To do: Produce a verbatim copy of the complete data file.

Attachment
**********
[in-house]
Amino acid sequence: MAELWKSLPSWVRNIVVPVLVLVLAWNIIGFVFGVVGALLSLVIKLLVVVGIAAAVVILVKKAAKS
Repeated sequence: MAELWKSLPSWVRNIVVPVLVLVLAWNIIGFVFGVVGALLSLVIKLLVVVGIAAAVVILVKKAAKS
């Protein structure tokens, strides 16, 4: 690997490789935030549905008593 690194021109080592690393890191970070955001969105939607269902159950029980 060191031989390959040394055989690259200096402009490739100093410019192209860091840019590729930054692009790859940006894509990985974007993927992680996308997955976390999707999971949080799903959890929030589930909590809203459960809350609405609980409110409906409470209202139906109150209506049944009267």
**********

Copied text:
[in-house]
Amino acid sequence: MAELWKSLPSWVRNIVVPVLVLVLAWNIIGFVFGVVGALLSLVIKLLVVVGIAAAVVILVKKAAKS
Repeated sequence: MAELWKSLPSWVRNIVVPVLVLVLAWNIIGFVFGVVGALLSLVIKLLVVVGIAAAVVILVKKAAKS
């Protein structure tokens, strides 16, 4: 690997490789935030549905008593 690194021109080592690393890191970070955001969105939607269902159950029980 060191031989390959040394055989690259200096402009490739100093410019192209860091840019590729930054692009790859940006894509990985974007993927992680996308997955976390999707999971949080799903959890929030589930909590809203459960809350609405609980409110409906409470209202139906109150209506049944009267």